Mary Swan won Malahat’s Novella Prize in 2000 for “The Deep,” and that story subsequently won the O’Henry Prize. Issue 141 opens with another offering from Swan: “Naomi”—a character-driven story that begins with the birth of Sadie who has “a mass of dark hair and a strong cry.” The story is a powerful exploration of family dynamics.
Another story, “That Distance Between Us,” by Dave Miller, also examines the way families work. In this case, the main character, John, is living in Ajax, Ontario having left behind his Nova Scotia roots. When he gets a phone call in the middle of the night because his father is ill and dying, John has to come to terms with family and distance.
At the end of the issue is Rachel Wyatt’s story, “The Woman Who Drowned in Lake Geneva,” an examination of the role art and fiction have in shaping our lives, told in a compelling narrative that, at times, has the spirit of a murder mystery.
There is some very strong poetry in this issue including three poems by Karen Solie, whose energy and originality is clearly evident. “Parabola” begins:
Before words, mathematics grew in the Kananaskis Valley
as an egg, flew its calculations of upsweep and plain
in the bones of crow and Cooper’s Hawk.
And just like that, readers make the leap from the abstract notion of geometry to the swoop of a raptor. In her poem “Lucky,” good fortune is a “suitcase of clothes / that fit” and “the sense to give bad coffee a miss.”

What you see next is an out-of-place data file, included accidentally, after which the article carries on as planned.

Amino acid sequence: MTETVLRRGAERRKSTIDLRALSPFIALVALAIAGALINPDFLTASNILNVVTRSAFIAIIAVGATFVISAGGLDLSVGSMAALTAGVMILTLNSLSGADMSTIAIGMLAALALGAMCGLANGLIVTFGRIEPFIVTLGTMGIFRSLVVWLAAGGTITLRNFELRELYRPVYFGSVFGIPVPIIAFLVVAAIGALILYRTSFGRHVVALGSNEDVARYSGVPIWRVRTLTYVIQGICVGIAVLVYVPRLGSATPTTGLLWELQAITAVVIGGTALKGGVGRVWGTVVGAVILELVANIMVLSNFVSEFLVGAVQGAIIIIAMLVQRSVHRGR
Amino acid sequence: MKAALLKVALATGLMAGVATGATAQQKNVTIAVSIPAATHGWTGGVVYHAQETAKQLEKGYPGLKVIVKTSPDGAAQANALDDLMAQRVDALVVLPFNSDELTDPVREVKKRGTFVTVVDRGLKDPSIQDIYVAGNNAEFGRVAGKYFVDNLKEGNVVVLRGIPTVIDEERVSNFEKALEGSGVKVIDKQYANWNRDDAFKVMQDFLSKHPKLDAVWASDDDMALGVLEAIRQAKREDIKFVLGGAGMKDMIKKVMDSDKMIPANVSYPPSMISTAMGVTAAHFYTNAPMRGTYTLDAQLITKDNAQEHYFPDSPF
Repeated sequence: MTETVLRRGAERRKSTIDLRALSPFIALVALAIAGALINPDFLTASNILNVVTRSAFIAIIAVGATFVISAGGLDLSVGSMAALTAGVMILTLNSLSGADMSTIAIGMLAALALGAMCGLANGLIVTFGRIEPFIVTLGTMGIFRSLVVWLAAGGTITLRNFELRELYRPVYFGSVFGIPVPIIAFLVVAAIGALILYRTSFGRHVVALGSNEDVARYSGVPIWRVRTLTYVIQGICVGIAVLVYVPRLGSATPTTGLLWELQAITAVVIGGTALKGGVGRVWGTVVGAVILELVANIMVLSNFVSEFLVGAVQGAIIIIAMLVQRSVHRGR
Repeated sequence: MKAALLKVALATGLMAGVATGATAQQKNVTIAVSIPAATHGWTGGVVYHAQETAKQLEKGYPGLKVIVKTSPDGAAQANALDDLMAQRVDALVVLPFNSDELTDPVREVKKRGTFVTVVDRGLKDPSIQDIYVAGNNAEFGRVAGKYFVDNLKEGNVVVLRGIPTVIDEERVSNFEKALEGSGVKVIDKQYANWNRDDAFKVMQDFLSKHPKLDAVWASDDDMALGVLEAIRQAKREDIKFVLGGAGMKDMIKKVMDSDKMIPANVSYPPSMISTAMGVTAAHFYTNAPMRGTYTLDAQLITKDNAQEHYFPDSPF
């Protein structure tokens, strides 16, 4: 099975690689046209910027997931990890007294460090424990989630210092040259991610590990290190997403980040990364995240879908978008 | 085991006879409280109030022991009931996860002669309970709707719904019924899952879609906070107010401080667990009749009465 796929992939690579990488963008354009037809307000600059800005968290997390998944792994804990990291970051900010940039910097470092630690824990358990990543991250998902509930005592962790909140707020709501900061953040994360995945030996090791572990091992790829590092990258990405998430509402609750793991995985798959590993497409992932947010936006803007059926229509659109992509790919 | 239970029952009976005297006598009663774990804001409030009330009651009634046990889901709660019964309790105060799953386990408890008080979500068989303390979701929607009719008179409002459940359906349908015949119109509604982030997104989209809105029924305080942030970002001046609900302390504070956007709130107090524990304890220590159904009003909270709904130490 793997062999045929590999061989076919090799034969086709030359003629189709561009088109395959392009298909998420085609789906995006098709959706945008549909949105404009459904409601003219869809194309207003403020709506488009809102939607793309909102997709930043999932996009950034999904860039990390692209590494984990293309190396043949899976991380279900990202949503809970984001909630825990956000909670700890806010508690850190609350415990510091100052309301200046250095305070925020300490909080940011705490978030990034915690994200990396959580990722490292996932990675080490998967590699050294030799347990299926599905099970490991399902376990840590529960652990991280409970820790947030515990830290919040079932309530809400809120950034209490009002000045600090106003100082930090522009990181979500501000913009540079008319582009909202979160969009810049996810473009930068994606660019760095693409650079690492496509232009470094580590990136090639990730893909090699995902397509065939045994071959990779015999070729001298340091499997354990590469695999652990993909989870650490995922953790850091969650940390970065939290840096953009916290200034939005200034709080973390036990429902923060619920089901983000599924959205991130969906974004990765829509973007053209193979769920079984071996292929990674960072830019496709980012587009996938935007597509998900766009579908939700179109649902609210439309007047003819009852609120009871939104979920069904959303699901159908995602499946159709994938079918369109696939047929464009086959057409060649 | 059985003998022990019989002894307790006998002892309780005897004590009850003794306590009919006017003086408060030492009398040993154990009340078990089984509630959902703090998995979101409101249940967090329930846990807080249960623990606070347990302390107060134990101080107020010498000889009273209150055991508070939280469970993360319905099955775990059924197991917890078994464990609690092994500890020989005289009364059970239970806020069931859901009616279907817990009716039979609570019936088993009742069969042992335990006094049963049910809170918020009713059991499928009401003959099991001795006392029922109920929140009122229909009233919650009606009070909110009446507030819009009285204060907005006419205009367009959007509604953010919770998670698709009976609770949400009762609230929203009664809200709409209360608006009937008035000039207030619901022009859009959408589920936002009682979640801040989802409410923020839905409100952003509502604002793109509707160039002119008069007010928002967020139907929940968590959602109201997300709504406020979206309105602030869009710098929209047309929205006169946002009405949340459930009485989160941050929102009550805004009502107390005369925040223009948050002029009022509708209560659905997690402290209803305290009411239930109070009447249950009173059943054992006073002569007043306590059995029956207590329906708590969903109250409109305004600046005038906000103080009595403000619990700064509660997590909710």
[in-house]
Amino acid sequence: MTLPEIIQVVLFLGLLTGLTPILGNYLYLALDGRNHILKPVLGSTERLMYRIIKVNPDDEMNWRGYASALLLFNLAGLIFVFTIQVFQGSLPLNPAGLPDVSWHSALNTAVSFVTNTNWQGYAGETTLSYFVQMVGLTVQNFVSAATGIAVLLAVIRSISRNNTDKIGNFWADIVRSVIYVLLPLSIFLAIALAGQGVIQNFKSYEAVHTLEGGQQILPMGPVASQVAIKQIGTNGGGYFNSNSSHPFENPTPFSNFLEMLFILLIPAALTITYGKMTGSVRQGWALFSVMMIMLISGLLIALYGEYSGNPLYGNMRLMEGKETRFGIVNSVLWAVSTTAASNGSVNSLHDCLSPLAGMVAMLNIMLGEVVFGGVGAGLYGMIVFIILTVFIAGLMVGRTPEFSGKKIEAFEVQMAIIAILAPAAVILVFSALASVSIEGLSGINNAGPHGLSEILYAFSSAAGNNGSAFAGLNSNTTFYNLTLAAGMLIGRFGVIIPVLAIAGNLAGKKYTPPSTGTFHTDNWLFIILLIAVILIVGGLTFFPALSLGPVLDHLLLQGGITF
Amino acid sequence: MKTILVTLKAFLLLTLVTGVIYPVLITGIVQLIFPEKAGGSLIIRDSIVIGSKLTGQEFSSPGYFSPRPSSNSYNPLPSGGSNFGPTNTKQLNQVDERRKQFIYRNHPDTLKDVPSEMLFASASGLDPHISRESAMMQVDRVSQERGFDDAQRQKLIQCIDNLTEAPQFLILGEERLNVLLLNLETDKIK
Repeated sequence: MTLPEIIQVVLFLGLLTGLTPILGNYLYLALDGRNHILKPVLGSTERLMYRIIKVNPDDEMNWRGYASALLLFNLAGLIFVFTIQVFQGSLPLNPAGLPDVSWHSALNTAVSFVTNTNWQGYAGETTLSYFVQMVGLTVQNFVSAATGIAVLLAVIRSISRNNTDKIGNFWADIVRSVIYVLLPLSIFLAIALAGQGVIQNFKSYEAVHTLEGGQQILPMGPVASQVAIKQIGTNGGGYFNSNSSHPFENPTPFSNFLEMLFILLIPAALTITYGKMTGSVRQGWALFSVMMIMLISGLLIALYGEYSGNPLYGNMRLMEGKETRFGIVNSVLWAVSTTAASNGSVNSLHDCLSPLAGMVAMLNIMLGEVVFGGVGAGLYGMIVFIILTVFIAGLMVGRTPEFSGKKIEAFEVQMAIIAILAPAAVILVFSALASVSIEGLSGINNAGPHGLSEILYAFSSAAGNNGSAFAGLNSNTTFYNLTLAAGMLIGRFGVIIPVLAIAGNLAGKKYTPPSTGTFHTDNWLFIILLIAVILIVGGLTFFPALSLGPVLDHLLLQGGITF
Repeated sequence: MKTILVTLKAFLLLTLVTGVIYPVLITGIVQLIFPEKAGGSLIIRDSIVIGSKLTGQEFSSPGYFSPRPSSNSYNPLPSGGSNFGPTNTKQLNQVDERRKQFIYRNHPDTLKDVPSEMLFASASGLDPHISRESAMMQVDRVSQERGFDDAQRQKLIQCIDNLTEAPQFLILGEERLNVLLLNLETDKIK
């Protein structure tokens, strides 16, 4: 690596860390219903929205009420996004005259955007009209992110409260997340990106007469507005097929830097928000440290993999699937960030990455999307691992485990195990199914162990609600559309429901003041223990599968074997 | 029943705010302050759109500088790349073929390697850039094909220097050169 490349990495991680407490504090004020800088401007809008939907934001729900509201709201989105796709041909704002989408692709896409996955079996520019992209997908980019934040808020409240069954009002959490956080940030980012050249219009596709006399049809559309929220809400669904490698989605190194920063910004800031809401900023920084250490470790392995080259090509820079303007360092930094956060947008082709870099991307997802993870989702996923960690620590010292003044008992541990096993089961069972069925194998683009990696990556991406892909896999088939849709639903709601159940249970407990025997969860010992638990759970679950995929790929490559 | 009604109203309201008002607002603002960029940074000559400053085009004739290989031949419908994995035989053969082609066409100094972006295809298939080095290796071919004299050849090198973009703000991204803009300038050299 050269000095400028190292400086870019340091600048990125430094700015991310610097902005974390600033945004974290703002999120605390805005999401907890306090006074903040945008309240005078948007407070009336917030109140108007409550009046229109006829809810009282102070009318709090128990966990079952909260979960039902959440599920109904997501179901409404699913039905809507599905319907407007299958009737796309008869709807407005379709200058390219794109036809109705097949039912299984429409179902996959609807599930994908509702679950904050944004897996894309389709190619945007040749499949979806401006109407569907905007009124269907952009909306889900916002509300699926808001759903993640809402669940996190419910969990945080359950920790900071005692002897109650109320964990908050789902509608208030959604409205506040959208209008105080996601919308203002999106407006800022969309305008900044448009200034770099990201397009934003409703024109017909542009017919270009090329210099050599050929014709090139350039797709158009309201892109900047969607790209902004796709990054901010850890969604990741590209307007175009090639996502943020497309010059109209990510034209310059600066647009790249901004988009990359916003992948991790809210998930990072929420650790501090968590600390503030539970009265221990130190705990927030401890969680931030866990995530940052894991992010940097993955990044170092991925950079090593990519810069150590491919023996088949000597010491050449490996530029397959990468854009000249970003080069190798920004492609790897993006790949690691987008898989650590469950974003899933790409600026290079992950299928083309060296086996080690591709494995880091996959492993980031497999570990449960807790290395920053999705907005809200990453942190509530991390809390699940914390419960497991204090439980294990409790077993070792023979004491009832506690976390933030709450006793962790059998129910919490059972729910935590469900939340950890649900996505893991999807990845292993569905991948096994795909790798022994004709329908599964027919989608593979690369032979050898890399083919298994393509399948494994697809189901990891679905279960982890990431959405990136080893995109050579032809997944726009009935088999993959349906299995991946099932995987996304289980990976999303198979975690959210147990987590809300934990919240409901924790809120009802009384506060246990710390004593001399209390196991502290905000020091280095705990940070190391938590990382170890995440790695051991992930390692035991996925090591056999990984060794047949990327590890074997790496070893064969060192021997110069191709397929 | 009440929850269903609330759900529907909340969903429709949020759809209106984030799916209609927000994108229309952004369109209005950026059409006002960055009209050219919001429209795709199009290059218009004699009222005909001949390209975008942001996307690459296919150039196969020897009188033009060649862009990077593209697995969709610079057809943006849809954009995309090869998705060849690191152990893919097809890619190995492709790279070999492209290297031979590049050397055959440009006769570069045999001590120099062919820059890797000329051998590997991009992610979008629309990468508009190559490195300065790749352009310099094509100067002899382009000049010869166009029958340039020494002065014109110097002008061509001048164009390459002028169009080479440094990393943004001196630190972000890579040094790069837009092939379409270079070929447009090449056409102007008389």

There are poems by Adam Sol, Dorothy Field, Carole Langille, John Donlan, Steve McOrmand, Dieter Weslowski, Susan Stenson, Sue Wheeler, Alpay Ulku, Antonia Banyard, Matt Rader and others.
Four of Steven Heighton’s poems are included here. The first two, “The Wood of Halfway Through” and “Constellations,” are warm evocations of his young daughter. The other two are more outward looking. “The Last Living Speaker of the Arondha Tongue Caught on Video a Few Hours Before Her Death” is self-explanatory, and “From the Lost Diary” captures a moment from Robert Scott’s Antarctic expedition.
The final couplets of Jamie Walsh’s “Two Sonnets for Cawdor” close things out nicely. Here is the first one:
broken at the knot, all the split ends sucked—
and I’ve a thane within my pocket tucked.
And the second sonnet ends like this:
Stuffed in fishy trews, skittish as a hen—
they do say traitors are all little men.
— Jay Ruzesky